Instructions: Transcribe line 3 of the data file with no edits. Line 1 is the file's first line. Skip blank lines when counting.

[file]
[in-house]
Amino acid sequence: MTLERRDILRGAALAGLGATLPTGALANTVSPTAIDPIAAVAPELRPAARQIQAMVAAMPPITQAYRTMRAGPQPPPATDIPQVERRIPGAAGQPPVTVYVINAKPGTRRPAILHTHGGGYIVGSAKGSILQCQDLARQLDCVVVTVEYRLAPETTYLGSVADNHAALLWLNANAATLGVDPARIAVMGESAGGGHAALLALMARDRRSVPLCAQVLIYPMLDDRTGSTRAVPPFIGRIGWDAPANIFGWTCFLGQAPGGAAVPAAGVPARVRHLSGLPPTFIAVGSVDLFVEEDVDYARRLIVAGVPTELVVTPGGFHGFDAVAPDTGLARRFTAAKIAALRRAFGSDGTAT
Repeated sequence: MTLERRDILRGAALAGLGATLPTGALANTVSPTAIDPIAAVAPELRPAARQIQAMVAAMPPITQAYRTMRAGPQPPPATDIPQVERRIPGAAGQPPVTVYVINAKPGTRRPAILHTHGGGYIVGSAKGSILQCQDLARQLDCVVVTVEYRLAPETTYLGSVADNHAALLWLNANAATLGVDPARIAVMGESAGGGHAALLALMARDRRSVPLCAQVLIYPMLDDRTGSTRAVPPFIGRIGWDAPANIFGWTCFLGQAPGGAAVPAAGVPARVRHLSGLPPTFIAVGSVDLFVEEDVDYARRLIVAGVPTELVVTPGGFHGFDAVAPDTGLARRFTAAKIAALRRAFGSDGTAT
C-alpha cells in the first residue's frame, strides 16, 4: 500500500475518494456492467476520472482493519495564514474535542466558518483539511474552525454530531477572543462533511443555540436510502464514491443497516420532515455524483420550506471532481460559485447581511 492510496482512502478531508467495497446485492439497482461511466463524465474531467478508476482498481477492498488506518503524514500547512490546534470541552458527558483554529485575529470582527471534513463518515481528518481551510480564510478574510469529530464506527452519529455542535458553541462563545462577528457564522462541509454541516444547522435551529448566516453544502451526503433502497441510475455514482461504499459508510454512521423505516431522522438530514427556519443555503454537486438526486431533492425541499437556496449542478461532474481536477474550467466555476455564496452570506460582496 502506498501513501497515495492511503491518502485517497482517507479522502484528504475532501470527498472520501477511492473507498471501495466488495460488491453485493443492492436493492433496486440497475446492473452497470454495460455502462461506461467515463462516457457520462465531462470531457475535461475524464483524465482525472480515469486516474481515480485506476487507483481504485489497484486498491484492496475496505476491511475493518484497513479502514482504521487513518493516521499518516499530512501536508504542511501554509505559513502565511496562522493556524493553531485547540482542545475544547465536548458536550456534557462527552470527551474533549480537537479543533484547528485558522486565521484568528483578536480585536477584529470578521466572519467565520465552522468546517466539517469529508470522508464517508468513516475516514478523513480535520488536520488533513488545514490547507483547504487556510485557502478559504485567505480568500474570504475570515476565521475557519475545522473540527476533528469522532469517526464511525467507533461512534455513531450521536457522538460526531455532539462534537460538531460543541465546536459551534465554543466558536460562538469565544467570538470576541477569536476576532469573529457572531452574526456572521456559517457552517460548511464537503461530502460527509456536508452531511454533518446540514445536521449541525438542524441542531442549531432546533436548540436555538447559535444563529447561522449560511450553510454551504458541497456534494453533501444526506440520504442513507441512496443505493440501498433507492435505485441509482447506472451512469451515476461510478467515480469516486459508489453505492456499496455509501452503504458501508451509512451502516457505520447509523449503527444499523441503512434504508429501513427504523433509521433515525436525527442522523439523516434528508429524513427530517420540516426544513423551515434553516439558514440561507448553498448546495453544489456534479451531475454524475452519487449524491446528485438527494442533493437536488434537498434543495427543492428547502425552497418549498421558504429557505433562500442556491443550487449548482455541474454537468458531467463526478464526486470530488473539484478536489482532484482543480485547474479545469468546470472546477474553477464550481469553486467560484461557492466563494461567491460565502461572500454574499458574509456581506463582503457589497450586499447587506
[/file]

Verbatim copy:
Repeated sequence: MTLERRDILRGAALAGLGATLPTGALANTVSPTAIDPIAAVAPELRPAARQIQAMVAAMPPITQAYRTMRAGPQPPPATDIPQVERRIPGAAGQPPVTVYVINAKPGTRRPAILHTHGGGYIVGSAKGSILQCQDLARQLDCVVVTVEYRLAPETTYLGSVADNHAALLWLNANAATLGVDPARIAVMGESAGGGHAALLALMARDRRSVPLCAQVLIYPMLDDRTGSTRAVPPFIGRIGWDAPANIFGWTCFLGQAPGGAAVPAAGVPARVRHLSGLPPTFIAVGSVDLFVEEDVDYARRLIVAGVPTELVVTPGGFHGFDAVAPDTGLARRFTAAKIAALRRAFGSDGTAT